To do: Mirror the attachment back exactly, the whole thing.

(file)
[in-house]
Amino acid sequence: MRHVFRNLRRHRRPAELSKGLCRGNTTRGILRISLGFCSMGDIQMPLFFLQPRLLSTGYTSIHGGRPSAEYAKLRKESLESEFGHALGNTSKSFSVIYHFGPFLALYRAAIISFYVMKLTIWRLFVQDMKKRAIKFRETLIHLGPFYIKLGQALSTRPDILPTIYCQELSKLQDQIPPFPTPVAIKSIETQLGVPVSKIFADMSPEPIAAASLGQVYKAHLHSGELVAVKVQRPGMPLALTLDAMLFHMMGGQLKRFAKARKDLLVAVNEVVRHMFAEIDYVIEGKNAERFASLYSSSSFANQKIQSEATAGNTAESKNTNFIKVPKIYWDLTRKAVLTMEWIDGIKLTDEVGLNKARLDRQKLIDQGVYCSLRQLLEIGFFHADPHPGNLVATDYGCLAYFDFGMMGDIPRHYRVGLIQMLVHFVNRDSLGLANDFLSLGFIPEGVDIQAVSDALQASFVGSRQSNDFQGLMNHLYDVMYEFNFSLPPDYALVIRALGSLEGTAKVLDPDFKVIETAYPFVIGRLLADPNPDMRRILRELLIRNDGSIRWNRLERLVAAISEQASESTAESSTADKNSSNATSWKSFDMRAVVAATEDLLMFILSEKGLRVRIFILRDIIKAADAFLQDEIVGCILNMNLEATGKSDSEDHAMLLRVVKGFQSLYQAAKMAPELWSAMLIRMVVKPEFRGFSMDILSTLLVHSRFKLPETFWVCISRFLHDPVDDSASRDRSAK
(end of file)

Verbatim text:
[in-house]
Amino acid sequence: MRHVFRNLRRHRRPAELSKGLCRGNTTRGILRISLGFCSMGDIQMPLFFLQPRLLSTGYTSIHGGRPSAEYAKLRKESLESEFGHALGNTSKSFSVIYHFGPFLALYRAAIISFYVMKLTIWRLFVQDMKKRAIKFRETLIHLGPFYIKLGQALSTRPDILPTIYCQELSKLQDQIPPFPTPVAIKSIETQLGVPVSKIFADMSPEPIAAASLGQVYKAHLHSGELVAVKVQRPGMPLALTLDAMLFHMMGGQLKRFAKARKDLLVAVNEVVRHMFAEIDYVIEGKNAERFASLYSSSSFANQKIQSEATAGNTAESKNTNFIKVPKIYWDLTRKAVLTMEWIDGIKLTDEVGLNKARLDRQKLIDQGVYCSLRQLLEIGFFHADPHPGNLVATDYGCLAYFDFGMMGDIPRHYRVGLIQMLVHFVNRDSLGLANDFLSLGFIPEGVDIQAVSDALQASFVGSRQSNDFQGLMNHLYDVMYEFNFSLPPDYALVIRALGSLEGTAKVLDPDFKVIETAYPFVIGRLLADPNPDMRRILRELLIRNDGSIRWNRLERLVAAISEQASESTAESSTADKNSSNATSWKSFDMRAVVAATEDLLMFILSEKGLRVRIFILRDIIKAADAFLQDEIVGCILNMNLEATGKSDSEDHAMLLRVVKGFQSLYQAAKMAPELWSAMLIRMVVKPEFRGFSMDILSTLLVHSRFKLPETFWVCISRFLHDPVDDSASRDRSAK